Indiana University SPEA Edward J. Bloustein School of Planning and Public Policy University of Pennsylvania AIR American University

Panel Paper: Hit-and-Run or Hit-and-Stay: Do Stricter BAC Limits Encourage Drivers to Flee the Crash Scene?

Thursday, November 12, 2015 : 9:10 AM
Tuttle South (Hyatt Regency Miami)

*Names in bold indicate Presenter

Michael T. French, University of Miami and Gulcin Gumus, Florida Atlantic University; Institute for the Study of Labor (IZA)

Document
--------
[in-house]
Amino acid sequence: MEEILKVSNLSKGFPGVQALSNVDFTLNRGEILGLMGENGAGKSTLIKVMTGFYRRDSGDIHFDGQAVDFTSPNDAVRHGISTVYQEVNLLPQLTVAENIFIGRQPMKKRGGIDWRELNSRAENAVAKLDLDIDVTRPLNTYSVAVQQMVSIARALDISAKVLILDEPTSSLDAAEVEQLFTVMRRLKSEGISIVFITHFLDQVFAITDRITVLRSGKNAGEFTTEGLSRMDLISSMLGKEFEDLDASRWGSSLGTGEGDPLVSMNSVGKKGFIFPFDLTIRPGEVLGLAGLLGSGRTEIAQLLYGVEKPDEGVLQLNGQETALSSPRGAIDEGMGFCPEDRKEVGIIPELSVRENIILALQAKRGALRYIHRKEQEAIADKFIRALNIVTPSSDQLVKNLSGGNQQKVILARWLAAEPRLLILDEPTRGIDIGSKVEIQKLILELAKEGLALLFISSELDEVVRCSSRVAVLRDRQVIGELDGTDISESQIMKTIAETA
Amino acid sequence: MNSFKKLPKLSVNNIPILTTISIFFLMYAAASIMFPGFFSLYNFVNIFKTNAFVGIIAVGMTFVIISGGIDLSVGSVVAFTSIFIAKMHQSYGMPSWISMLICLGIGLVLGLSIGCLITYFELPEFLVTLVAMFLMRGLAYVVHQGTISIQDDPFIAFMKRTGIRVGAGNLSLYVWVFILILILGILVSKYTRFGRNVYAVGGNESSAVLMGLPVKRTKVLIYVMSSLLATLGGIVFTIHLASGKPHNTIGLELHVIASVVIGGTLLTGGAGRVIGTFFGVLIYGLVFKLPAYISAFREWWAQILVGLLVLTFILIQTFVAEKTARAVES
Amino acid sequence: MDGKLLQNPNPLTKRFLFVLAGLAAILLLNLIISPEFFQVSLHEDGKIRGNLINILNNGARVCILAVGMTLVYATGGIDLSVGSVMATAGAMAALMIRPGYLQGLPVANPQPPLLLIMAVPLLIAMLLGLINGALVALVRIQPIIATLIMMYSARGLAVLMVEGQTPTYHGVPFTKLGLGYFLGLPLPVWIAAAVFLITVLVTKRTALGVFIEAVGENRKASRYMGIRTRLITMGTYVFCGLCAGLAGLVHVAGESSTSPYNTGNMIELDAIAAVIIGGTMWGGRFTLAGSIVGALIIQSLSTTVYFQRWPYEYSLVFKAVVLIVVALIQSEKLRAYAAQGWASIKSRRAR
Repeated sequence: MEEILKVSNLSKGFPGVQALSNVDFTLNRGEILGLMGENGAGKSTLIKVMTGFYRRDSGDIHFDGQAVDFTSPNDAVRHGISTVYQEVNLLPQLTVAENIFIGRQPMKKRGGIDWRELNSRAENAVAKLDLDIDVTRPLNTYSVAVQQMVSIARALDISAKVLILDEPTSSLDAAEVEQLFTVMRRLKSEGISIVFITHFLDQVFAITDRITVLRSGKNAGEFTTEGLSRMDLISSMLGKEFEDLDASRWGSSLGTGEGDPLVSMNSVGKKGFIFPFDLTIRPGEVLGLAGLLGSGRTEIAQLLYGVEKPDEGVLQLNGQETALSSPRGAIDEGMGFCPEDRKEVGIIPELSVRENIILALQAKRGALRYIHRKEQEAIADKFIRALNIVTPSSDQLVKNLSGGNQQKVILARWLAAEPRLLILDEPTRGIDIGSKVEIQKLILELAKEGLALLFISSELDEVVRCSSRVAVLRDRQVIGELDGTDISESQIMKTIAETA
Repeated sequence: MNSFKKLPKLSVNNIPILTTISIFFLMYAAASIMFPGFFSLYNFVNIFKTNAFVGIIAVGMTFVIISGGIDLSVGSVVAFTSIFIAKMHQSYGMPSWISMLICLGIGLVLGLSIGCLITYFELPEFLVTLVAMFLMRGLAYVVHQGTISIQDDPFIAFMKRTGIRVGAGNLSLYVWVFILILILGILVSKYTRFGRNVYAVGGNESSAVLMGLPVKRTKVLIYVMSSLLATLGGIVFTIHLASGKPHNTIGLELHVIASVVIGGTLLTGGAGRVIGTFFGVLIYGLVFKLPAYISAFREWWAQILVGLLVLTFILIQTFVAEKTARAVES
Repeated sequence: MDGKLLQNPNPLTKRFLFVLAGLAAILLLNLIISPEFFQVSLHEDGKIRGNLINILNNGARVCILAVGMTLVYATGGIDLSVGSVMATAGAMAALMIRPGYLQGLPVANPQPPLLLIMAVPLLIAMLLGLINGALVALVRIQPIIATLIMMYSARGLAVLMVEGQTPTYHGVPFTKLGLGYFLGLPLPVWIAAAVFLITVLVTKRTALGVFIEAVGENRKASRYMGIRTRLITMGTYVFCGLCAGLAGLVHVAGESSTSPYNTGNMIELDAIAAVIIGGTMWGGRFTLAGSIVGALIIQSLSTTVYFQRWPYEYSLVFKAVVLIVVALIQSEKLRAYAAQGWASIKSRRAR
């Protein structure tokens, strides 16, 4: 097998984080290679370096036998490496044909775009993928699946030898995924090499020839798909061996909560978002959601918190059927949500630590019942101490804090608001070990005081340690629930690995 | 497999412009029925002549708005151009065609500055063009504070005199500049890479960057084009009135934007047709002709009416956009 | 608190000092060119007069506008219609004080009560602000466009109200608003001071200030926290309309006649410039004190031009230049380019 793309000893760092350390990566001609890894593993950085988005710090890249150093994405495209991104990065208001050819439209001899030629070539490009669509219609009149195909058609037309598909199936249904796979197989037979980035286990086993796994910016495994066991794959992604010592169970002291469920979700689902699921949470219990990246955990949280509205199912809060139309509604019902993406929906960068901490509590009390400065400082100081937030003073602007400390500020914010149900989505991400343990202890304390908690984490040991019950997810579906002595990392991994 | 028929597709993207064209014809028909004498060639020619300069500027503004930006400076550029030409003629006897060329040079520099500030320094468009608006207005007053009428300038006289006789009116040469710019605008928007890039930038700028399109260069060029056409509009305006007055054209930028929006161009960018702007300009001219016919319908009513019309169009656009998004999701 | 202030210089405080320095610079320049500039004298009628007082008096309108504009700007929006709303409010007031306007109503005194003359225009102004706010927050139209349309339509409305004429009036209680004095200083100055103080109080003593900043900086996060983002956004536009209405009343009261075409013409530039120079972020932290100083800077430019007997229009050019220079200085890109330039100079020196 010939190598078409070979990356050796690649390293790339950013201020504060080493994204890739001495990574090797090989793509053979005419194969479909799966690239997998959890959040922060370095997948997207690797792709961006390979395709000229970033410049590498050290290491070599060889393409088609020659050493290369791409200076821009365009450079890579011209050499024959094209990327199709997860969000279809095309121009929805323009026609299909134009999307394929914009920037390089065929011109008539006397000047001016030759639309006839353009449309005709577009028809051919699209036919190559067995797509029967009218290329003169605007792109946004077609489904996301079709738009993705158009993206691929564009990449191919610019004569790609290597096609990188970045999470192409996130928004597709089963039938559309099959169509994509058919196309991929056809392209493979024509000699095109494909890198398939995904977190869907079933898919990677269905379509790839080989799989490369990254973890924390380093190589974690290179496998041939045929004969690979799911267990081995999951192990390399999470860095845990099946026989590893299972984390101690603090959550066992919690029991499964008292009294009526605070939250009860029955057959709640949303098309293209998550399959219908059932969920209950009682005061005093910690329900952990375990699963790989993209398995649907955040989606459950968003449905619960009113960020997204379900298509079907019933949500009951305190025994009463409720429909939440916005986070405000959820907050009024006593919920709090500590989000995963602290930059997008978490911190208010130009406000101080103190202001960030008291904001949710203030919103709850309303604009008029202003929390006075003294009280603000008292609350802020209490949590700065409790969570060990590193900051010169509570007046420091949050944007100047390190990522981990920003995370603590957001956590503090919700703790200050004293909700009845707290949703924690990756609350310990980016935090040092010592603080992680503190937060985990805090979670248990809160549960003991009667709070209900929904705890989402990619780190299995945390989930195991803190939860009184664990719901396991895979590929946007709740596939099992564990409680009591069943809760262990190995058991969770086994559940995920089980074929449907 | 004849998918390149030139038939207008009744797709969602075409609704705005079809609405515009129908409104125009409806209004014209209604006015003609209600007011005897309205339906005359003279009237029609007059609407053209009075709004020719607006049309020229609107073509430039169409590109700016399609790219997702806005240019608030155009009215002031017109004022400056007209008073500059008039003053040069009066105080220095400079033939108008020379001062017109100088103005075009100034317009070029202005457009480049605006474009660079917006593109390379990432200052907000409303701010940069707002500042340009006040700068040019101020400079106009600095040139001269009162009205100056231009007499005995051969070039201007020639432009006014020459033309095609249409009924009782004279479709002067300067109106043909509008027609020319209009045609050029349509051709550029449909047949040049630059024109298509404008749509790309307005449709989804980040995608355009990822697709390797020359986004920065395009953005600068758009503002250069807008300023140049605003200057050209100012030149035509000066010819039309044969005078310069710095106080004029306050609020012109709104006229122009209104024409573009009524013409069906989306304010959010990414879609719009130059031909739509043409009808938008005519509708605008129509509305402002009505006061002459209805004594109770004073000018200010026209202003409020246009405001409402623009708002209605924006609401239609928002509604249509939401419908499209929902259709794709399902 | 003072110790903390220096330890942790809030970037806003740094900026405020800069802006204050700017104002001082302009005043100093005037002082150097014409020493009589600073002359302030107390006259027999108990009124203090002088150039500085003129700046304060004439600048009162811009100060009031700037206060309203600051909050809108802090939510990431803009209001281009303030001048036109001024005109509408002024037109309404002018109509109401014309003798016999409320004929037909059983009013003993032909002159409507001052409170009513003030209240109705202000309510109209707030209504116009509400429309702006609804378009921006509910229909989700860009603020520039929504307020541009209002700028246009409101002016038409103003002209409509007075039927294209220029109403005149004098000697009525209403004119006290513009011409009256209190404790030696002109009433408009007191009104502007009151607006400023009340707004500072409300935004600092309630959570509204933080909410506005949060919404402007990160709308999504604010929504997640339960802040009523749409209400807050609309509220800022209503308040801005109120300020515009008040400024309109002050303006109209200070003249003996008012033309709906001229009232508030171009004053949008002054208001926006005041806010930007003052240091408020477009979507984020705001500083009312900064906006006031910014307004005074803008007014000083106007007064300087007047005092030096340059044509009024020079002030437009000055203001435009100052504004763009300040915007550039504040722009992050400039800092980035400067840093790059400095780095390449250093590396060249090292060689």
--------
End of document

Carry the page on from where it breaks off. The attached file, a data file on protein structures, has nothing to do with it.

We use state-specific annual data from the 1990-2010 US Fatality Analysis Reporting System to examine the effects of traffic policies on hit-and-run fatalities.  Results show that lower blood alcohol concentration (BAC) limits may have an unintended consequence of increasing hit-and-run fatality rates, while a similar effect is not present for non-hit-and-run fatalities.  Specifically, we find that the 0.08 BAC limit increased hit-and-run traffic fatalities over this period by 13-16 percent.  As a potential mechanism, we suspect that intoxicated drivers might flee a crash scene due to severe driving-under-the-influence (DUI) sanctions, which are often more stringent than non-DUI hit-and-run penalties.